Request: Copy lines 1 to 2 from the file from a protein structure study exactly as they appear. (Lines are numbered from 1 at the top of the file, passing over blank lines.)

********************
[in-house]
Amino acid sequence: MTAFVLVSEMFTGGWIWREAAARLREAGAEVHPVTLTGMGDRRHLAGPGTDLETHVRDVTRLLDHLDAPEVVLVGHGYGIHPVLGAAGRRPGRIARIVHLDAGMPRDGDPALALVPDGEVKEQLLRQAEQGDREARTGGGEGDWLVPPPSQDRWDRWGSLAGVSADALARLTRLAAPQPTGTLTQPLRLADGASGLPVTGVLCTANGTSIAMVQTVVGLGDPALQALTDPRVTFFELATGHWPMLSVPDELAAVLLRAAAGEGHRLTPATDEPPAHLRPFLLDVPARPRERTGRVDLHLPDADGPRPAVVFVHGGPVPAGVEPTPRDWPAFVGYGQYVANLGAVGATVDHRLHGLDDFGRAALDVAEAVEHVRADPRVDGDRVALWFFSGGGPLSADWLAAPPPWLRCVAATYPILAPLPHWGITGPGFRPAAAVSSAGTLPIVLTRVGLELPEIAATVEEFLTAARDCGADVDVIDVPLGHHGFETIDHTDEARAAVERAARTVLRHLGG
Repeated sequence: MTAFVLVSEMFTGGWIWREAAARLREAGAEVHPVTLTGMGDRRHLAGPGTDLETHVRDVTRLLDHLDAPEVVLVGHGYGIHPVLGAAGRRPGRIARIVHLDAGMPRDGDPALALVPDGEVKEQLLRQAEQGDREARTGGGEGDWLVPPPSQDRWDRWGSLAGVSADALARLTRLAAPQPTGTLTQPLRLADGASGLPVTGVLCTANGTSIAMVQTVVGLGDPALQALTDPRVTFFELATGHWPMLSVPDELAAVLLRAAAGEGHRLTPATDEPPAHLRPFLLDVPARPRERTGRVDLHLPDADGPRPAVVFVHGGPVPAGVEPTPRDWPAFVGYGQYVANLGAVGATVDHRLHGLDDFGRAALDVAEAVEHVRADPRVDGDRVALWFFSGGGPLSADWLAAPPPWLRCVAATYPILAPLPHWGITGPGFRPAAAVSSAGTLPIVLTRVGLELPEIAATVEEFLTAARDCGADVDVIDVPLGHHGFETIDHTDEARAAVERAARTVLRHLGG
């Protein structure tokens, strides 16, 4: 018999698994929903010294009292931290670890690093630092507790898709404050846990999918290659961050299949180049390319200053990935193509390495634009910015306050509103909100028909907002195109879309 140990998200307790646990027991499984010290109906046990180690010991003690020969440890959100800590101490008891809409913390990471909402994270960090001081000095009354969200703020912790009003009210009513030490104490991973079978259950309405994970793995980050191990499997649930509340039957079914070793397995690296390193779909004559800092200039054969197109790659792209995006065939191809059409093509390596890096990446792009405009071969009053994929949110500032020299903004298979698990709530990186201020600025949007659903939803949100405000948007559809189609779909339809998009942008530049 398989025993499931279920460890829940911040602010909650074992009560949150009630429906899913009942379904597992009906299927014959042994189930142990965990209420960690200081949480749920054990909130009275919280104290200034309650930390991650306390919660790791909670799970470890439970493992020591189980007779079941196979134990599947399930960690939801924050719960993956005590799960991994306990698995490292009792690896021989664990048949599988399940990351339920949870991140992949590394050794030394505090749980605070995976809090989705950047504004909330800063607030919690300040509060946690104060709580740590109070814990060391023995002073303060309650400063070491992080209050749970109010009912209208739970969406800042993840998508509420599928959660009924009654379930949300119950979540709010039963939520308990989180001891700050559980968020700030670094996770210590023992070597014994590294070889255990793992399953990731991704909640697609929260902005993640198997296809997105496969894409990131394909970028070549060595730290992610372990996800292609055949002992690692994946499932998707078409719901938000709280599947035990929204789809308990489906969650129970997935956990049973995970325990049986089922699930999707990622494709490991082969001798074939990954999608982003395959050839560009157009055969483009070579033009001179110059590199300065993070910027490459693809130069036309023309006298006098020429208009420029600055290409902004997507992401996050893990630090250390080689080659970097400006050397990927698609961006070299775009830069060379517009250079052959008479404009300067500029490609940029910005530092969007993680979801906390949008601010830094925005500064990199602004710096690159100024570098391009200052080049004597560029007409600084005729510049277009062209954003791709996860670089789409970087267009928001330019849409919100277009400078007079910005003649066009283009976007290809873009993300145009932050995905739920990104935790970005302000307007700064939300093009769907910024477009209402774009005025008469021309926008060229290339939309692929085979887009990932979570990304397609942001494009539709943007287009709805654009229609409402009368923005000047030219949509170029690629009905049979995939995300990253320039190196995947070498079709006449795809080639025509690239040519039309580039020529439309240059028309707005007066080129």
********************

[in-house]
Amino acid sequence: MTAFVLVSEMFTGGWIWREAAARLREAGAEVHPVTLTGMGDRRHLAGPGTDLETHVRDVTRLLDHLDAPEVVLVGHGYGIHPVLGAAGRRPGRIARIVHLDAGMPRDGDPALALVPDGEVKEQLLRQAEQGDREARTGGGEGDWLVPPPSQDRWDRWGSLAGVSADALARLTRLAAPQPTGTLTQPLRLADGASGLPVTGVLCTANGTSIAMVQTVVGLGDPALQALTDPRVTFFELATGHWPMLSVPDELAAVLLRAAAGEGHRLTPATDEPPAHLRPFLLDVPARPRERTGRVDLHLPDADGPRPAVVFVHGGPVPAGVEPTPRDWPAFVGYGQYVANLGAVGATVDHRLHGLDDFGRAALDVAEAVEHVRADPRVDGDRVALWFFSGGGPLSADWLAAPPPWLRCVAATYPILAPLPHWGITGPGFRPAAAVSSAGTLPIVLTRVGLELPEIAATVEEFLTAARDCGADVDVIDVPLGHHGFETIDHTDEARAAVERAARTVLRHLGG